KJ-1. Many African economies will become highly dependent on Chinese aid, such as loans, technological projects, infrastructure investments and weaponry. The Chinese Communist Party (CCP) will take advantage of the China-Africa Partnership to expand its influence across the continent.
KJ-2. China will seek to improve its military cooperation with African states, taking a stronger stance in the conflicts affecting the continent. The political and social instability across Africa will allow China to step in as a moderator and sponsor. Its influence is likely to increase considerably if rifts between states continue.
KJ-3. China’s investments will stall the African economies because of unfair trade practices. Technological projects will benefit China in the long term, while the African populations will have very limited advantages.
In the 21st century, People’s Republic of China showed the world that authoritarian states can grow their economy, even if this implies using different means. This fact is particularly relevant for the African continent, where only 9 countries out of 54 have a democratic government.
China’s security commitment to Africa can be traced to three main policy frameworks: its national defence policy, the triennial Forum on China-Africa Cooperation (FOCAC) summits held since 2000, and, since 2006, its official Africa Policy. China is still classified by the UN as a developing country. However, the seat it occupies in the UN Security Council gives it considerable leverage in the pursuit of its interests, and Africa plays now a signiﬁcant role in China’s foreign policy. The consequences of China’s rise on the international stage are still under debate. Some perceive China as a balancing factor in a global order highly dominated by the West, while others see China as the free rider of the international economic system.
States in Asia, Africa and Latin America continue to appeal to the Chinese Bank for major loans. In countries with high political instability, major investments are meant to offer the impression of an improving economy. Since the 2000s, most African states became more and more interested in aligning themselves with China, leaving the US aside. More recently, Russia has also become willing to exert its power especially in conflict zones, where Kremlin hopes it can obtain some leverage if it helps the governments in need. War zones in Africa also represent an opportunity for China and Russia to test their militaries and hardware. At this moment, China is the only power dominating Africa.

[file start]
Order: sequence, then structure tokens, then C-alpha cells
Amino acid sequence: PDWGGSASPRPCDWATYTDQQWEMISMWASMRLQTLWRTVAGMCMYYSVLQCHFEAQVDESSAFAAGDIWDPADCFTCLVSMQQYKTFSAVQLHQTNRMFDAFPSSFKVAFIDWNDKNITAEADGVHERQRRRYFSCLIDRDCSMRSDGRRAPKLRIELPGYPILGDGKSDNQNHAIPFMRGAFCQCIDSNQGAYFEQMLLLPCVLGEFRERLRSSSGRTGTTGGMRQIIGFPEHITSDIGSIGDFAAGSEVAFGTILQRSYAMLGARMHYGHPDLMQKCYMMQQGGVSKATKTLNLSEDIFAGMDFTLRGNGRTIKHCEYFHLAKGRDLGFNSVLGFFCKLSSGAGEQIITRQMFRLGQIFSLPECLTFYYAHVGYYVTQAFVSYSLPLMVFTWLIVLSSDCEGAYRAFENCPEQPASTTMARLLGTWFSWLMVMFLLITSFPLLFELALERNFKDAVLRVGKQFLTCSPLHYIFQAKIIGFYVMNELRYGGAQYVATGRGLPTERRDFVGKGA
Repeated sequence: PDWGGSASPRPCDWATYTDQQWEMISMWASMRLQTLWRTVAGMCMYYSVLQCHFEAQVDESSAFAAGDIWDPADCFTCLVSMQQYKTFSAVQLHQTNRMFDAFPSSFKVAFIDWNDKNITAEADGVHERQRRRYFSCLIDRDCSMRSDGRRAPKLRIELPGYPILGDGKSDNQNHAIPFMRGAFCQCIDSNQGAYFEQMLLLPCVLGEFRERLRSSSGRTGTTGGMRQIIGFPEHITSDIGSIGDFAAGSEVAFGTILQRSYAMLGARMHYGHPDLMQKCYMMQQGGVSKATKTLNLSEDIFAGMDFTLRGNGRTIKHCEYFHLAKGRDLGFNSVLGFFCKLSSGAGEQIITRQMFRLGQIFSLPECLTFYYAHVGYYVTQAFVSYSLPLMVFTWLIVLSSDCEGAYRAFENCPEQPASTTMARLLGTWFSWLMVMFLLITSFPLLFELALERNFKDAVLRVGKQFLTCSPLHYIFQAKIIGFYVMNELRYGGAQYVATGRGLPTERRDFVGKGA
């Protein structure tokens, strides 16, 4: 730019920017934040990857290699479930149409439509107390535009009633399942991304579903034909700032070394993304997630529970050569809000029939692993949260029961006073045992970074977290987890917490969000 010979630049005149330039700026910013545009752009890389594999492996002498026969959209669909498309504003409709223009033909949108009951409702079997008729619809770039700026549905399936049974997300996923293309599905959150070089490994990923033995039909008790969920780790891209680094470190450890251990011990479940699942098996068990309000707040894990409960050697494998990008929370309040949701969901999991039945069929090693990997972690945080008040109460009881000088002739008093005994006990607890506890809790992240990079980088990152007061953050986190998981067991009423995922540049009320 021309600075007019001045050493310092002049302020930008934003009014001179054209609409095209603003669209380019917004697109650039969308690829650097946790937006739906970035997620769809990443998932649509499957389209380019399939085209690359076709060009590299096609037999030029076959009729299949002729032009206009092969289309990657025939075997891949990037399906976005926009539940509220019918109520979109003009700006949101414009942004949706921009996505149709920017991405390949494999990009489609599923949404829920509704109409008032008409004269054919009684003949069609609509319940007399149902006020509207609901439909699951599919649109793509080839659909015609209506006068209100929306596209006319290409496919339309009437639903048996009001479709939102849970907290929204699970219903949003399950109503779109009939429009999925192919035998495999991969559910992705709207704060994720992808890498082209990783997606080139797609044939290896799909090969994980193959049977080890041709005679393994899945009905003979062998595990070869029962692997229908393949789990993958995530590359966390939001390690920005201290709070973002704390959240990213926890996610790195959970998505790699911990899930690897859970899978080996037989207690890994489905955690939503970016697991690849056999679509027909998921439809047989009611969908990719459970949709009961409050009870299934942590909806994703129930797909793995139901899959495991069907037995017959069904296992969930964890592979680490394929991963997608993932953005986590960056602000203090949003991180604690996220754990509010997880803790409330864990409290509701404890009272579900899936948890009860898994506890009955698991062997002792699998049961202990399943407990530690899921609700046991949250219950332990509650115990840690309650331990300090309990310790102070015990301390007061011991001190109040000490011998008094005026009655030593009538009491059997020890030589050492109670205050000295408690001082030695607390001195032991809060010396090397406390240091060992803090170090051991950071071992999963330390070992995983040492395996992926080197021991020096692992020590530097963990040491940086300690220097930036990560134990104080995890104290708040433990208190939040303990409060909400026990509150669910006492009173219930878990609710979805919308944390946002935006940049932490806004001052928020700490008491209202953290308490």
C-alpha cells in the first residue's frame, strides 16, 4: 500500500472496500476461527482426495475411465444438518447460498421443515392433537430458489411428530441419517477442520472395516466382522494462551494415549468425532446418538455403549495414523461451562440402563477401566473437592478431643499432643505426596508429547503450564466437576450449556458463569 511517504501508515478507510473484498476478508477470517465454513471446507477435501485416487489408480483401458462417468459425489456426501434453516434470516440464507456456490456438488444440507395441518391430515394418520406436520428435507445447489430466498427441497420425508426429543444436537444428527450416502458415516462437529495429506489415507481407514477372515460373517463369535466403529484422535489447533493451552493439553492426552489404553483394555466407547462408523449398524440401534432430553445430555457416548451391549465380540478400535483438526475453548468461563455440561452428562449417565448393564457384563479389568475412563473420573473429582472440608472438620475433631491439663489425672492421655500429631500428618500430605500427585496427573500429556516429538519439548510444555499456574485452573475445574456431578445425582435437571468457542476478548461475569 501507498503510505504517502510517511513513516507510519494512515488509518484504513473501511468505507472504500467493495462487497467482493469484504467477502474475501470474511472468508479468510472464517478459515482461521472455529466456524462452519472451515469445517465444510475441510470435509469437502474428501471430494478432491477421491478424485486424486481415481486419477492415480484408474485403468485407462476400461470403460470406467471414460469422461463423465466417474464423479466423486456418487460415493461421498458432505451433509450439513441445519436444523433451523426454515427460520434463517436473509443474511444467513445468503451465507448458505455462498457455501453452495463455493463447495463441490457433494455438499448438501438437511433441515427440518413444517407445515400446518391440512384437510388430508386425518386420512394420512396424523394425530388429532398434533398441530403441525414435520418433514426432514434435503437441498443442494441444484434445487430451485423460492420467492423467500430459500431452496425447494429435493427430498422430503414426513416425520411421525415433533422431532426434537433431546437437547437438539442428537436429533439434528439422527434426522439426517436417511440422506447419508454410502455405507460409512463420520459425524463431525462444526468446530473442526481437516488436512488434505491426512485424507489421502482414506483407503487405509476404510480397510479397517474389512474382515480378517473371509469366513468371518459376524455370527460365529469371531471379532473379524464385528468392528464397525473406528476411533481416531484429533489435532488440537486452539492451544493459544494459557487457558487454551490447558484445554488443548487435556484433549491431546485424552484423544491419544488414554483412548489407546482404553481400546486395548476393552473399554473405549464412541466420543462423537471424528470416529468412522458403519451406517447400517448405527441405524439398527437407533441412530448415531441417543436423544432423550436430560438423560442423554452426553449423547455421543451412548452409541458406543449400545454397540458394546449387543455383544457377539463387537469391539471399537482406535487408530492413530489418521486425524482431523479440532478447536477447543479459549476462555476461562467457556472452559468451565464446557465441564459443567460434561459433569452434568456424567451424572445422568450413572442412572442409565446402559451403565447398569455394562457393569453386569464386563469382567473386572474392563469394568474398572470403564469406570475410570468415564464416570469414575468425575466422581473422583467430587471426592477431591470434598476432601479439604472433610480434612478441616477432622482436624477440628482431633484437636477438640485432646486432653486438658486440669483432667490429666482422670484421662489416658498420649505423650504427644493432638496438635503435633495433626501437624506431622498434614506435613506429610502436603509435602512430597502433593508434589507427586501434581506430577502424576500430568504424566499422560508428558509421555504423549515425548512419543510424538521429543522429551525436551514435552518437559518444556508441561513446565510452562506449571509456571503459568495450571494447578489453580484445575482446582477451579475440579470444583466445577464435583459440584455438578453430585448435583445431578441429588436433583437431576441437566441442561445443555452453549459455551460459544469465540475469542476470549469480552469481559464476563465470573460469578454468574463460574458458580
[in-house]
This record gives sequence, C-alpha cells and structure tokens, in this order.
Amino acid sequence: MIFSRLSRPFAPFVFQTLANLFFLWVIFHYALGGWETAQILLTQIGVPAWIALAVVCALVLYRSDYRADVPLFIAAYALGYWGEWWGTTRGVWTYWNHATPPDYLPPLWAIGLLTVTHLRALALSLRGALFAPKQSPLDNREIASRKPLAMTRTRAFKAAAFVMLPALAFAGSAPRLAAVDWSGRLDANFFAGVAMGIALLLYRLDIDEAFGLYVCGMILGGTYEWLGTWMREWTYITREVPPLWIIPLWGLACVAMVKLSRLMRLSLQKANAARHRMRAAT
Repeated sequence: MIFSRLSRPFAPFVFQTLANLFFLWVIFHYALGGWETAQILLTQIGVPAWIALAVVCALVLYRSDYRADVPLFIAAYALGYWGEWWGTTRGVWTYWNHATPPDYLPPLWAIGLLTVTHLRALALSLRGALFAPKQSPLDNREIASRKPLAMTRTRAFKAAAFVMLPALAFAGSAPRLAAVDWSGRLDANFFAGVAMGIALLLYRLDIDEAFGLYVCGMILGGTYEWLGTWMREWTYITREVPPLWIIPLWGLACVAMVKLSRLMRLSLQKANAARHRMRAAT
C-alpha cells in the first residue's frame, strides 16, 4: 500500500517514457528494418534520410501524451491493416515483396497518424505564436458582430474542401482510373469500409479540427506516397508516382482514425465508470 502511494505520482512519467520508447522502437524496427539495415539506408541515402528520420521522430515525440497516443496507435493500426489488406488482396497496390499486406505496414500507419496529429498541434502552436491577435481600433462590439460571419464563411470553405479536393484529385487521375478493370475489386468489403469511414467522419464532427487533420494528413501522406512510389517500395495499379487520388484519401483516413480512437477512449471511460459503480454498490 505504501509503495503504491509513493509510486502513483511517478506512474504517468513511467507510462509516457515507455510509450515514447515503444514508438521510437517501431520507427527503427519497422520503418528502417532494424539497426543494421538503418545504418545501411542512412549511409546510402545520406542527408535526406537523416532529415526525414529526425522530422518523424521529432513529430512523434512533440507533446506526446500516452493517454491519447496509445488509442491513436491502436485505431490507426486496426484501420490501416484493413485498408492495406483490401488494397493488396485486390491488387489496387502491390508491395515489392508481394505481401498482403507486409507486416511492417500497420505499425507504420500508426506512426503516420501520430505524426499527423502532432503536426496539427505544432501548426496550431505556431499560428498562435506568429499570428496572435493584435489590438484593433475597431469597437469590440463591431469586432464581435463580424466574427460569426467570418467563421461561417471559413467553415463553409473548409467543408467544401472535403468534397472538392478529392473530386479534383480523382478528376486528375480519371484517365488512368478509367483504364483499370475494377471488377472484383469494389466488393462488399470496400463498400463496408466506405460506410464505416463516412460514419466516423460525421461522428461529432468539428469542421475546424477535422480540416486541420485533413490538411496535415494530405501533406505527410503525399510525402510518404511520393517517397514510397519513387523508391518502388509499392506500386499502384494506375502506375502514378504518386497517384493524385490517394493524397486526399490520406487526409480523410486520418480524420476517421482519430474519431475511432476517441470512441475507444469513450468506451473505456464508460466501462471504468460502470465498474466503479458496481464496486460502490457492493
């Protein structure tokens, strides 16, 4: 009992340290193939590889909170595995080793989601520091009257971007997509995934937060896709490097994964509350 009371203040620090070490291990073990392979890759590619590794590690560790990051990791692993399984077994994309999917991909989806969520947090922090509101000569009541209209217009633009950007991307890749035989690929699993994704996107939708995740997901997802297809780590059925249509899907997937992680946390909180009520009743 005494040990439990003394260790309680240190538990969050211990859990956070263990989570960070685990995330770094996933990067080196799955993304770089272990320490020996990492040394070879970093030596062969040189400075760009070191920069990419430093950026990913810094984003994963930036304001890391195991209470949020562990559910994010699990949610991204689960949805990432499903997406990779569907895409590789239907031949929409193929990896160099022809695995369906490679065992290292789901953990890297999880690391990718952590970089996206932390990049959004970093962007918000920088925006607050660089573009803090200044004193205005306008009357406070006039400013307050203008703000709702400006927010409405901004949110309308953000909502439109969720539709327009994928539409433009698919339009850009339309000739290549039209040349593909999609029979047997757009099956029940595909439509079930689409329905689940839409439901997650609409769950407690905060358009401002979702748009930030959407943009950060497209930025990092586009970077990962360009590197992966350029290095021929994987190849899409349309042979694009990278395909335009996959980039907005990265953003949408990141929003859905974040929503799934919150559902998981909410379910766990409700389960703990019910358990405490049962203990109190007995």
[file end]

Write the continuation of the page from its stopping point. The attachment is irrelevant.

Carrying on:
The advantages of co-operating with China as perceived by the African governments go threefold. In terms of trading, China is interested in both African resources and products. Exports of gold, oil, iron ore and minerals bring considerable revenues to the African states. Secondly, the Chinese government opened many manufacturing companies in Africa, due to cheap labour. For countries where the unemployment rate reaches 30 or even 50% (e.g. DRC, Angola), Chinese-created jobs are invaluable.
Also, the Chinese Import-Export bank offers low-interest or no-interest loans. For struggling African economies, these loans represent a unique opportunity since no other bank would risk granting a loan that might never get paid back. At a first glance, infrastructure projects sponsored by China, such as the 3.2-billion-dollar railway in Kenya, the 526-million-dollar dam in Guinea or the 475-million-dollar light rail system in Ethiopia, improve the African economies. China’s interest is not receiving the money back but investing in mining and farming projects that can fuel the Chinese economy.
China’s Soft Power in Africa
To optimize its soft power, China has adopted the role of a mediator in international conflicts. This new position helps the CCP to maintain the self-crafted image of a responsible global power. Xi Jinping, who stressed his goal of turning China into a great power by 2049, wants his country to be considered a pacifying player on the international stage, to counterbalance policies of the Trump administration. Also, mediation and economic support can give China the long-term opportunity to influence, to some extent, the fate of governments in countries governed by a hybrid or dictatorial regime. In this way, the CCP can maintain the balance between the democratic sphere of influence and the regimes that are closer to China’s ideology.